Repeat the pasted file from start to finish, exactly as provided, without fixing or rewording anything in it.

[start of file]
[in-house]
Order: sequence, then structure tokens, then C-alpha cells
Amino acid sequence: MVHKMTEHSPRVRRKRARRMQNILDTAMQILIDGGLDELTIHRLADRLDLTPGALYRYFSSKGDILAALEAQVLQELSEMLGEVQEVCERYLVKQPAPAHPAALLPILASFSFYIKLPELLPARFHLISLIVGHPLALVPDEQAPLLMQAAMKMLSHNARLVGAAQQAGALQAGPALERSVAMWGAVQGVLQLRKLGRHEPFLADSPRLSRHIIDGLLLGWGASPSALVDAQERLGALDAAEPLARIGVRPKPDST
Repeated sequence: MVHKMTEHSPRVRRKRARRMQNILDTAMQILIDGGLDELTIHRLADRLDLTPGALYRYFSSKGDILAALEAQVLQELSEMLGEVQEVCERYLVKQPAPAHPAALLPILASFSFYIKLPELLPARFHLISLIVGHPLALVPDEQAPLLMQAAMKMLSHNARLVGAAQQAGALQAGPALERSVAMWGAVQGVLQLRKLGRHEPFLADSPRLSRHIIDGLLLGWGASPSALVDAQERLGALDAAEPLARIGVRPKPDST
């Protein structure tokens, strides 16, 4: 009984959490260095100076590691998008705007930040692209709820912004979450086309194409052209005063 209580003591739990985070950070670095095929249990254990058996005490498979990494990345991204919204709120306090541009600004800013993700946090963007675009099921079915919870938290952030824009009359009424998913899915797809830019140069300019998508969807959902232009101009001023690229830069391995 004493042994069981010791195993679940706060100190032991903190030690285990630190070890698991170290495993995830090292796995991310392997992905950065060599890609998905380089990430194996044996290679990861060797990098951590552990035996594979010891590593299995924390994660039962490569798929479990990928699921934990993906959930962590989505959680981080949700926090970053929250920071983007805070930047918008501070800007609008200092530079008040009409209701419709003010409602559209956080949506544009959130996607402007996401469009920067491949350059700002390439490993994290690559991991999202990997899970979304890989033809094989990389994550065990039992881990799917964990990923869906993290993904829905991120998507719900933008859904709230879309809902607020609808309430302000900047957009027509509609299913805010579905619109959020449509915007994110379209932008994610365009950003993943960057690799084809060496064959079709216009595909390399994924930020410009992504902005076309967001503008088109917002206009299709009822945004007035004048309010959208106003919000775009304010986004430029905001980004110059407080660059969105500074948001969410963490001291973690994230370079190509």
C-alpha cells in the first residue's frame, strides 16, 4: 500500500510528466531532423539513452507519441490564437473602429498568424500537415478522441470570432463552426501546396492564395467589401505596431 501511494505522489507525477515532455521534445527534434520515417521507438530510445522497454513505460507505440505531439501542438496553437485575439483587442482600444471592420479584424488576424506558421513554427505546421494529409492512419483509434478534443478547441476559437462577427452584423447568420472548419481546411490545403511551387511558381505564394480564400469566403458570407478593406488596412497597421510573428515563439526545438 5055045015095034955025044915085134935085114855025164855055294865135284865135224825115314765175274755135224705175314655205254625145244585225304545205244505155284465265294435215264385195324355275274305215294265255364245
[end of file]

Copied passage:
[in-house]
Order: sequence, then structure tokens, then C-alpha cells
Amino acid sequence: MVHKMTEHSPRVRRKRARRMQNILDTAMQILIDGGLDELTIHRLADRLDLTPGALYRYFSSKGDILAALEAQVLQELSEMLGEVQEVCERYLVKQPAPAHPAALLPILASFSFYIKLPELLPARFHLISLIVGHPLALVPDEQAPLLMQAAMKMLSHNARLVGAAQQAGALQAGPALERSVAMWGAVQGVLQLRKLGRHEPFLADSPRLSRHIIDGLLLGWGASPSALVDAQERLGALDAAEPLARIGVRPKPDST
Repeated sequence: MVHKMTEHSPRVRRKRARRMQNILDTAMQILIDGGLDELTIHRLADRLDLTPGALYRYFSSKGDILAALEAQVLQELSEMLGEVQEVCERYLVKQPAPAHPAALLPILASFSFYIKLPELLPARFHLISLIVGHPLALVPDEQAPLLMQAAMKMLSHNARLVGAAQQAGALQAGPALERSVAMWGAVQGVLQLRKLGRHEPFLADSPRLSRHIIDGLLLGWGASPSALVDAQERLGALDAAEPLARIGVRPKPDST
């Protein structure tokens, strides 16, 4: 009984959490260095100076590691998008705007930040692209709820912004979450086309194409052209005063 209580003591739990985070950070670095095929249990254990058996005490498979990494990345991204919204709120306090541009600004800013993700946090963007675009099921079915919870938290952030824009009359009424998913899915797809830019140069300019998508969807959902232009101009001023690229830069391995 004493042994069981010791195993679940706060100190032991903190030690285990630190070890698991170290495993995830090292796995991310392997992905950065060599890609998905380089990430194996044996290679990861060797990098951590552990035996594979010891590593299995924390994660039962490569798929479990990928699921934990993906959930962590989505959680981080949700926090970053929250920071983007805070930047918008501070800007609008200092530079008040009409209701419709003010409602559209956080949506544009959130996607402007996401469009920067491949350059700002390439490993994290690559991991999202990997899970979304890989033809094989990389994550065990039992881990799917964990990923869906993290993904829905991120998507719900933008859904709230879309809902607020609808309430302000900047957009027509509609299913805010579905619109959020449509915007994110379209932008994610365009950003993943960057690799084809060496064959079709216009595909390399994924930020410009992504902005076309967001503008088109917002206009299709009822945004007035004048309010959208106003919000775009304010986004430029905001980004110059407080660059969105500074948001969410963490001291973690994230370079190509």
C-alpha cells in the first residue's frame, strides 16, 4: 500500500510528466531532423539513452507519441490564437473602429498568424500537415478522441470570432463552426501546396492564395467589401505596431 501511494505522489507525477515532455521534445527534434520515417521507438530510445522497454513505460507505440505531439501542438496553437485575439483587442482600444471592420479584424488576424506558421513554427505546421494529409492512419483509434478534443478547441476559437462577427452584423447568420472548419481546411490545403511551387511558381505564394480564400469566403458570407478593406488596412497597421510573428515563439526545438 5055045015095034955025044915085134935085114855025164855055294865135284865135224825115314765175274755135224705175314655205254625145244585225304545205244505155284465265294435215264385195324355275274305215294265255364245